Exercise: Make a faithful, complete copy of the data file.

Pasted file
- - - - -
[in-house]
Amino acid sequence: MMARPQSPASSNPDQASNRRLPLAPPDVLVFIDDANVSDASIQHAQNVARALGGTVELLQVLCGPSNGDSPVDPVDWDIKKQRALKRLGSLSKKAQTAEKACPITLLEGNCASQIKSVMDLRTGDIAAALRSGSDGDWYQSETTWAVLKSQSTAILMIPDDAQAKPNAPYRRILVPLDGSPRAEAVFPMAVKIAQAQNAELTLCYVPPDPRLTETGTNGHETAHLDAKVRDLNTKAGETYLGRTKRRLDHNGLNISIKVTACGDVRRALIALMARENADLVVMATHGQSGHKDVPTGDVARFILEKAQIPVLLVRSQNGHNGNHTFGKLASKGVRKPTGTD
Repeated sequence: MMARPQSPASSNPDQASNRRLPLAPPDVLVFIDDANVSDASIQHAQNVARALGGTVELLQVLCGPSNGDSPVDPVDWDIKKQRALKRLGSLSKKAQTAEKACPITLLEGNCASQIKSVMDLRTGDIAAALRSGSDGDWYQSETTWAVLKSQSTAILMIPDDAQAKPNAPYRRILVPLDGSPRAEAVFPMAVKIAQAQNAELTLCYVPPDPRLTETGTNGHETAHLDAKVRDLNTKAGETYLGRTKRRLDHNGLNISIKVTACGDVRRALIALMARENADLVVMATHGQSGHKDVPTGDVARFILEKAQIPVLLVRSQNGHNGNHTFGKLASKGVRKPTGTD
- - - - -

[in-house]
Amino acid sequence: MMARPQSPASSNPDQASNRRLPLAPPDVLVFIDDANVSDASIQHAQNVARALGGTVELLQVLCGPSNGDSPVDPVDWDIKKQRALKRLGSLSKKAQTAEKACPITLLEGNCASQIKSVMDLRTGDIAAALRSGSDGDWYQSETTWAVLKSQSTAILMIPDDAQAKPNAPYRRILVPLDGSPRAEAVFPMAVKIAQAQNAELTLCYVPPDPRLTETGTNGHETAHLDAKVRDLNTKAGETYLGRTKRRLDHNGLNISIKVTACGDVRRALIALMARENADLVVMATHGQSGHKDVPTGDVARFILEKAQIPVLLVRSQNGHNGNHTFGKLASKGVRKPTGTD
Repeated sequence: MMARPQSPASSNPDQASNRRLPLAPPDVLVFIDDANVSDASIQHAQNVARALGGTVELLQVLCGPSNGDSPVDPVDWDIKKQRALKRLGSLSKKAQTAEKACPITLLEGNCASQIKSVMDLRTGDIAAALRSGSDGDWYQSETTWAVLKSQSTAILMIPDDAQAKPNAPYRRILVPLDGSPRAEAVFPMAVKIAQAQNAELTLCYVPPDPRLTETGTNGHETAHLDAKVRDLNTKAGETYLGRTKRRLDHNGLNISIKVTACGDVRRALIALMARENADLVVMATHGQSGHKDVPTGDVARFILEKAQIPVLLVRSQNGHNGNHTFGKLASKGVRKPTGTD